WHY do the WICKED ‘PROSPER’ on this EARTH?
May 30 Bible Reading: Job Chapters 19-21
"Why do the wicked live and become old, yes, become mighty in power? Their descendants are established with them in their sight, and their offspring before their eyes. Their houses are safe from fear, neither is the rod of God upon them." (Job 21:7-9)
If there is one truth that can be distilled from the book of Job, it is this one: why do the wicked prosper on this earth while the righteous suffer? Is God unjust in His dealings with humankind? Even though on the surface, this book is the story of the righteous Job and his sufferings; as we dig deeper into the discussions of Job with his friends, we are confronted with a theological debate on the assumption by Job’s three friends that the wicked are judged and the righteous are rewarded by God while they live on this earth. This theological debate is even alive today, and many Christian Pastors and Church leaders are trying to promote the ‘prosperity gospel’ that God will bless us materially and financially if we just have faith in God and change our thinking to the positive things that God has declared through His Word.
However, Job refutes this popular thinking as he looks at life objectively, and makes the following observations: the wicked do not appear to know fear in their family circle (21:7–9); the children of the wicked are well established (21:8); the houses of the wicked appear to be safe (21:9); the cattle and livestock of the wicked reproduce and they prosper financially (21:10). The wicked enjoy a rich and happy social life (21:11–13) even as they openly defy and reject God (21:14–16). In essence, the wicked seem to live prosperously without God and they rarely suffer in this life (21:17–18), and they even receive honorable burials (21:32-33). Thus, Job’s experience does not confirm his friends’ claim that the wicked prosper only briefly or, are punished by God!
Job was trying to prove that the wicked often prosper in every area of life and die without suffering, even if they have had no place for God in their life. How often, Job asks, do the wicked reap the reward of their sins in their own lifetime? The answer to this is that it is very possible that the wicked do not reap any punishment for their sins on this earth, but God will judge and punish them according to His righteous standards one day in the future!
In Psalms 73, the poet Asaph had a similar problem as he became envious when he saw the prosperity of the wicked (vs. 3). However, Asaph understood the ultimate fate of the wicked when he went into the presence of God (vs. 17). This is what Asaph tells God when he understands what is going to happen to wicked people finally: "Surely You set them in slippery places; You cast them down to destruction. Oh, how they are brought to desolation, as in a moment! They are utterly consumed with terrors." (vv. 18-19) So, Asaph reaffirms God’s ultimate judgment upon the wicked that is awaiting them in eternity!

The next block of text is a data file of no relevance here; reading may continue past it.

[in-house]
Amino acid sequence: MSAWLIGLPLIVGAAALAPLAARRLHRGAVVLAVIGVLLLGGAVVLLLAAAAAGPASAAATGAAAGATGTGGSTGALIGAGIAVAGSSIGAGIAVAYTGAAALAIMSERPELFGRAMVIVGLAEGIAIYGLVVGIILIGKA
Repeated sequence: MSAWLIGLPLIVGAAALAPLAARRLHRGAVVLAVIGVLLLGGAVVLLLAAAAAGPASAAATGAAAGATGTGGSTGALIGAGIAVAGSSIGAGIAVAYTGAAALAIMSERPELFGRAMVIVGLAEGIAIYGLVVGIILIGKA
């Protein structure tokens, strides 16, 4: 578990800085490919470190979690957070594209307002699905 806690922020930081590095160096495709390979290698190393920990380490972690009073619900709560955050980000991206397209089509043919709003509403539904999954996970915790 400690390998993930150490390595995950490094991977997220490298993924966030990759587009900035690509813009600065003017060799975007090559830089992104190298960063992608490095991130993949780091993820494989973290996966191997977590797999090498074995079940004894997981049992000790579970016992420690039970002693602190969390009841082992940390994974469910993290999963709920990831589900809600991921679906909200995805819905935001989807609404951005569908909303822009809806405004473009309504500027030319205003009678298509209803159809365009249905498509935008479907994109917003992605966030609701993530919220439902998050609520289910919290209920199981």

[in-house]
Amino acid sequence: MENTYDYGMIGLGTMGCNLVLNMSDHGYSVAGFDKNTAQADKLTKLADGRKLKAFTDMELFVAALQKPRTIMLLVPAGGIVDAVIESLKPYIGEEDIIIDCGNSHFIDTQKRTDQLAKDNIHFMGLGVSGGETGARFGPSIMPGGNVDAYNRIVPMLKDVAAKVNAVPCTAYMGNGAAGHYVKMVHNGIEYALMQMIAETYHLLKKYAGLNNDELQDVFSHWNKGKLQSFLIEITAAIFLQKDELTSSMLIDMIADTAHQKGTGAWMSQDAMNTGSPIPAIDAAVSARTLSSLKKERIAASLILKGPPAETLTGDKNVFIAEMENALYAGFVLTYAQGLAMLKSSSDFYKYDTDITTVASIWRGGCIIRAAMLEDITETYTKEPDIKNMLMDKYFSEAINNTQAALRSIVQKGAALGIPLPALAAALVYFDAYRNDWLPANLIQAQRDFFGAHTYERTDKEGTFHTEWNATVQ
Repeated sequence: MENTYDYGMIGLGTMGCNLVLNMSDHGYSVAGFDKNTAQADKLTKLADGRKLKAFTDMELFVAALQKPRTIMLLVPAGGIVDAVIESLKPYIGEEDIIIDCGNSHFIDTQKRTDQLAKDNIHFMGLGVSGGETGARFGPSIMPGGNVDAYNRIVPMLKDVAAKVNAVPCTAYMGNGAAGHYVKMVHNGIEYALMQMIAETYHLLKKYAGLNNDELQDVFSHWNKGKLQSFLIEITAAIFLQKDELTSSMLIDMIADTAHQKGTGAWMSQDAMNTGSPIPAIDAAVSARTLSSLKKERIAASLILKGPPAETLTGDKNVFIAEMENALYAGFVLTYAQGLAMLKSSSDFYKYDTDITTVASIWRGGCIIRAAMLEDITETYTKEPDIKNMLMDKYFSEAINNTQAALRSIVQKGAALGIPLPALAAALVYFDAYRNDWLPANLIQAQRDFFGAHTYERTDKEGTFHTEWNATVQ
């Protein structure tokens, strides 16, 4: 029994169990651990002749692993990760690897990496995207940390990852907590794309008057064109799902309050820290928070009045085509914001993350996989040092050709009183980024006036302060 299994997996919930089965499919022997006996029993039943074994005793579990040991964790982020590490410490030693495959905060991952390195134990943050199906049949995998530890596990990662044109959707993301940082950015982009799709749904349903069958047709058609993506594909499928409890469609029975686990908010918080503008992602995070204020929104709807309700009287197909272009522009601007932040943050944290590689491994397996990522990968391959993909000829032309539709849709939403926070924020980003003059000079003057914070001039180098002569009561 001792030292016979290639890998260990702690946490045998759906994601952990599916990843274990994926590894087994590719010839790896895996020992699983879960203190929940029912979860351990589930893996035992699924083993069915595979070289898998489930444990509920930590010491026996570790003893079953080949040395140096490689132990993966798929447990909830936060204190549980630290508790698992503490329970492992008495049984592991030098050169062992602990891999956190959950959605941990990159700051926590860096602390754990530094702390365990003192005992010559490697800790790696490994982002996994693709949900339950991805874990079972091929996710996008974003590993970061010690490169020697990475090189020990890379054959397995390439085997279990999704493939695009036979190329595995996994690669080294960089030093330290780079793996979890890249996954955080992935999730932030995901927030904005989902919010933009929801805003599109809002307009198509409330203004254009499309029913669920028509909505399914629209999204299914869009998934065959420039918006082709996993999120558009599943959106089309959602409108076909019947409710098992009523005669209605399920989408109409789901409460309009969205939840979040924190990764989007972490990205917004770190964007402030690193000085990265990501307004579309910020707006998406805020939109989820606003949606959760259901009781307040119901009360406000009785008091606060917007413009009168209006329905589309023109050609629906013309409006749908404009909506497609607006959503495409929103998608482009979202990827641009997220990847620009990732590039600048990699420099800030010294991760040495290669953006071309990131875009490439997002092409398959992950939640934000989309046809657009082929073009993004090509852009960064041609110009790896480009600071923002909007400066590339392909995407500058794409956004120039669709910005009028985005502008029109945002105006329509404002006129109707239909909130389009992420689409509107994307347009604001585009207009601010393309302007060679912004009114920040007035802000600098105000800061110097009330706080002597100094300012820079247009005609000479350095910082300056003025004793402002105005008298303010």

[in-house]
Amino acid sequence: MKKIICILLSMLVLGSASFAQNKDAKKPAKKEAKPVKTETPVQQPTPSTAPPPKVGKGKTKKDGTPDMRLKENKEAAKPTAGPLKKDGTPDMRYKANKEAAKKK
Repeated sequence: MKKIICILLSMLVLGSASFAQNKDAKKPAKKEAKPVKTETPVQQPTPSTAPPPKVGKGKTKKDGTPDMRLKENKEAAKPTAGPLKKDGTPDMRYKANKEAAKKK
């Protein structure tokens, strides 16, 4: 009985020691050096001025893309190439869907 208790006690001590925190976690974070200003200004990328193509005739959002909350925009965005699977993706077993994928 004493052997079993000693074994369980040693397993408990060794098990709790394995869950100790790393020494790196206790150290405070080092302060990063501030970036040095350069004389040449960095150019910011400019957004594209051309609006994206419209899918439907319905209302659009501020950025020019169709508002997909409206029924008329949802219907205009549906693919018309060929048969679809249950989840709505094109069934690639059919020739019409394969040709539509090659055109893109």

The prophet Jeremiah also went through a similar thought process when he argued with God regarding the fate of the wicked: "Righteous are You, O Lord, when I plead with You; yet let me talk with You about Your judgments. Why does the way of the wicked prosper? Why are those happy who deal so treacherously? You have planted them, yes, they have taken root; they grow, yes, they bear fruit. You are near in their mouth but far from their mind...pull them out like sheep for the slaughter, and prepare them for the day of slaughter" (Jer. 12:1-3). Jeremiah was inferring that the wicked is now being prepared like the sheep for the day of their slaughter. They are being fattened up now, but very soon they will reap the gruesome harvest for the wickedness that they have sown in the lives of other people!
Let us be clear that the wicked people do prosper on this earth, but their prosperity is only a temporary phase. We are living in an age of grace today, and God does not want anyone (even the wicked) to perish forever: "The Lord is not slack concerning His promise, as some count slackness, but is longsuffering toward us, not willing that any should perish but that all should come to repentance" (2 Peter 3:9). However, just like God closed the door of the ark during Noah’s time (Gen. 7:16) and every wicked person alive on the earth at that time died in the flood, God will close up this period of grace and every wicked person will be duly judged by the righteous God one day. In the meantime, God is controlling everything to accomplish His good purposes in our lives (see Rom. 8:28).